Nevertheless, since the indictment against Dadis Camara, there has been talk of Guinea “sending” the case to the ICC or transferring him there.
Cases and Situations
Articles 13(a) and 14 of the Rome Statute provide for the possibility that member States can refer a “situation” of suspected international crimes to the ICC and request the ICC Prosecutor to investigate. A “situation” has to fall within general parameters (territorial, temporal and possibly involving certain groups of individuals). Situations have in the past been referred to the ICC by, for example, the governments of Democratic Republic of Congo, Central African Republic and Uganda.
So, according to ICC rules, member States can only refer a situation and not just that of a specific individual. According to that principle, the case of Dadis Camara cannot be “sent” to the ICC.
In addition, given the current status of ICC procedures, it would not serve any purpose. As explained above, the aim of a referral is to seize the ICC of a situation via the Prosecutor. But since October 14, 2009, the ICC is already seized on its own initiative of the September 28, 2009 events in Guinea.
A transfer of the suspect to the ICC also seems unlikely given that, according to the Guinean Prosecutor, the charges against him are comparable to the ICC charges and thus, once again, the complementarity principle comes into play.
Could the situation change?
The situation could change if the Guinean judicial authorities decided to drop the case. This seems difficult and unlikely but in that case, they could refer it to an international judge, or the ICC could claim back the case.
It therefore appears that the indictment of Dadis Camara makes this more than ever a “Guinean case” and makes it more unlikely to be taken up by the ICC. We can only welcome the steps by the Guinean authorities which are in line with the wishes of the victims and the suspect himself, who has repeatedly said he wants to return to his country to face the charges against him. If a trial is conducted in Guinea soon, as promised by the Guinean authorities, this would also be in line with the right of victims to a obtain justice within a reasonable time. Deferring the case to the ICC would likely prolong the case for several years more.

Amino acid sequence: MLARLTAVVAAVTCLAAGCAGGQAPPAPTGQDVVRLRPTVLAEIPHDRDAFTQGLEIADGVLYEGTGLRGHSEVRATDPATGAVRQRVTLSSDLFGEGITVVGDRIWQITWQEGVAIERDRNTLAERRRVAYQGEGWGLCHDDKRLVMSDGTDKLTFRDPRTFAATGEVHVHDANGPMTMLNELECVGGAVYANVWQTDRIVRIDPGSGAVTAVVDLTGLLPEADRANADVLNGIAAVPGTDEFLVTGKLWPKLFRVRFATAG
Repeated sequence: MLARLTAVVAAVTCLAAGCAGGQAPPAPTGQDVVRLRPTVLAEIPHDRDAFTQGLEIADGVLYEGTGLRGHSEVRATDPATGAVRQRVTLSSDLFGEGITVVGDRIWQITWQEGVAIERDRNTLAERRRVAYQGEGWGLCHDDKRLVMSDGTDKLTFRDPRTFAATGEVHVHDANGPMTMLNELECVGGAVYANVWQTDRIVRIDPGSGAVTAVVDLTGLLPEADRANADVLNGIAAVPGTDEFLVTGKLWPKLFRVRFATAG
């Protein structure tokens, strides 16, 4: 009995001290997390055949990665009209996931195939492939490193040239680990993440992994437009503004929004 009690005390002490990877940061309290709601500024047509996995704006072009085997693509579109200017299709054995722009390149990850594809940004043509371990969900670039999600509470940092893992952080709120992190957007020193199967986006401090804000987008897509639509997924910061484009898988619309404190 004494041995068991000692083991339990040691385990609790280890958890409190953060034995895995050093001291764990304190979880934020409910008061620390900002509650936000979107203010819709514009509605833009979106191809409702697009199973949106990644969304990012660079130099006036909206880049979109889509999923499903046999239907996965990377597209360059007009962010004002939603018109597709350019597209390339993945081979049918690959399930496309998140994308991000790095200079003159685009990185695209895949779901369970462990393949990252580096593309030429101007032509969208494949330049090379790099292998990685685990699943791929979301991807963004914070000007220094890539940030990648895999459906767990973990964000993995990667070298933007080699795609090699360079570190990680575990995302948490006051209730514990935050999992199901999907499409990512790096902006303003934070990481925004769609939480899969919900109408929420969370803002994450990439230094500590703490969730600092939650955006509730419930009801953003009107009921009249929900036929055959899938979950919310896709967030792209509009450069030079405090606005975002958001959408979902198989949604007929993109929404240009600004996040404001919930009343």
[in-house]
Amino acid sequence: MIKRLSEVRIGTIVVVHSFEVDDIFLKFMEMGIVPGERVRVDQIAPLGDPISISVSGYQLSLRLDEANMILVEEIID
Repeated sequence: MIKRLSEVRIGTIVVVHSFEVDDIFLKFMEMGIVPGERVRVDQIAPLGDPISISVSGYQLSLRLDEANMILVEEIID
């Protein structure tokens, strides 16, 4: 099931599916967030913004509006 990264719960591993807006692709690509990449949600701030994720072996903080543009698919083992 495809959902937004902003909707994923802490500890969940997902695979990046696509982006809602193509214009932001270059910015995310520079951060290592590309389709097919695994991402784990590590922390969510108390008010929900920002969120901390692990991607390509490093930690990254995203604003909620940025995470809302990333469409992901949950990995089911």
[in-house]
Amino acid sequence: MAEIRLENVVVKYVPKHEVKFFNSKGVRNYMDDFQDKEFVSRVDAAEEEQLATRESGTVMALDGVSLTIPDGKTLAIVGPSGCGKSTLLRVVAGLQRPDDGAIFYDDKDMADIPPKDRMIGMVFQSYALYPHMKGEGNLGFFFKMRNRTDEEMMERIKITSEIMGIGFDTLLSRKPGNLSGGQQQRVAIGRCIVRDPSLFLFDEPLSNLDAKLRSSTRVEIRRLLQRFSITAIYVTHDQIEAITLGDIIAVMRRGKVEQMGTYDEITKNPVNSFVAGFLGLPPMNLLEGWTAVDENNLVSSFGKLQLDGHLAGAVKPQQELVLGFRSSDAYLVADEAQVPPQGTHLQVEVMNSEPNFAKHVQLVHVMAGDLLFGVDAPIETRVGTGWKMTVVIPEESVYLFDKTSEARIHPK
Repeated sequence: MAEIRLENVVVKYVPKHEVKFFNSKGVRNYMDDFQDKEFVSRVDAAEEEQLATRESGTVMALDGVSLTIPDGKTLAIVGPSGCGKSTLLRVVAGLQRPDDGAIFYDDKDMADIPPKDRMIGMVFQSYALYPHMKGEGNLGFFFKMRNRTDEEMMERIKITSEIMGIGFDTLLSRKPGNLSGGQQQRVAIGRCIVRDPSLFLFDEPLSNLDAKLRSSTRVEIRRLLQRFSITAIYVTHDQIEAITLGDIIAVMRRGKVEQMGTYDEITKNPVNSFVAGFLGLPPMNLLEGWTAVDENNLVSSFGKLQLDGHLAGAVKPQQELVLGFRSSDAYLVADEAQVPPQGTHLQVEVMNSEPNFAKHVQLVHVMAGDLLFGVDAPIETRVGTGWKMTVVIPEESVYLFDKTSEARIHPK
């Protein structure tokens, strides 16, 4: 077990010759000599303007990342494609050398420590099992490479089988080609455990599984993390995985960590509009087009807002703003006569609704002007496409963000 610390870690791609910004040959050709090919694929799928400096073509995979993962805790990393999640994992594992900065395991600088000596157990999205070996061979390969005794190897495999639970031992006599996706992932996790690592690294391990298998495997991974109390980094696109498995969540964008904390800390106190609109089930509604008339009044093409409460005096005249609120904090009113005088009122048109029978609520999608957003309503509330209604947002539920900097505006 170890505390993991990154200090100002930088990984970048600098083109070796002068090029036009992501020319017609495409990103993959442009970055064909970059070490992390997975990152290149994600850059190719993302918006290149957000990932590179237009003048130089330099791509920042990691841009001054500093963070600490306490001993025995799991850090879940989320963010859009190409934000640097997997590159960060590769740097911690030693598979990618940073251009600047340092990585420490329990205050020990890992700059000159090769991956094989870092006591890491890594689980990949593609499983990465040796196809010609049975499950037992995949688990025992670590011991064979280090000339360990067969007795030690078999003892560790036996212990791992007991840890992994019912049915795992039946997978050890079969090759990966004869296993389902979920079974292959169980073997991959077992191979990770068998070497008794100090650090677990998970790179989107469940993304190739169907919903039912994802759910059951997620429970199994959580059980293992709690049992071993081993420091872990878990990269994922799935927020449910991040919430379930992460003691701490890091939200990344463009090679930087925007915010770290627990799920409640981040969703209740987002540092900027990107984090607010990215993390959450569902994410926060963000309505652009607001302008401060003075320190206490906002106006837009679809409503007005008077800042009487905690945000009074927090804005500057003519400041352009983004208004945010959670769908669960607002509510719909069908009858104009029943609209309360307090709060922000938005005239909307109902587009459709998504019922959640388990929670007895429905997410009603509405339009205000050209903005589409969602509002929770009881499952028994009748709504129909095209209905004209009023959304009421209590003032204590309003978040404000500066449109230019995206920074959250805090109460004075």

In addition, a trial in Guinea would be an important opportunity to strengthen local judicial capacities in dealing with mass crimes. It could also be integrated into a “Truth, Justice and Reconciliation” approach which we believe is important to help the country emerge from its past of serious human rights abuses committed by its own security forces. If Guinea is really starting to give priority to rule of law and justice, it is thanks not only to the current government but also to the ICC Office of the Prosecutor which, through its constant visits and contacts with government and victims’ associations, has kept the “28 September” case constantly on the agenda.
This article in English is a shortened version of the original analysis. The full version can be found in French on the French pages of this website.
 Situation in the Republic of Kenya, The Prosecutor vs William Samoe Ruto and others, ICC-01/09-01/11, Decision relating to the exception raised by the government of Kenya under Article 19-2-b of the Statute, 30 May 2011, para 60.
 Situation in the DRC, The Prosecutor vs Thomas Lubanga Dyilo, ICC-01/04-01/06, Decision on request to the Prosecutor for issuing of an arrest warrant under Article 58, 20 February 2006, para 37-39.
Situation in the DRC, The Prosecutor vs Germain Katanga and Mathieu Ngudjolo Chui, ICC-01/04-01/07, Reasons for the oral decision relating to ICC jurisdiction over the case (Article 19 of the Statute), 16 June 2009, para 70-71.
 Ibid, para 76.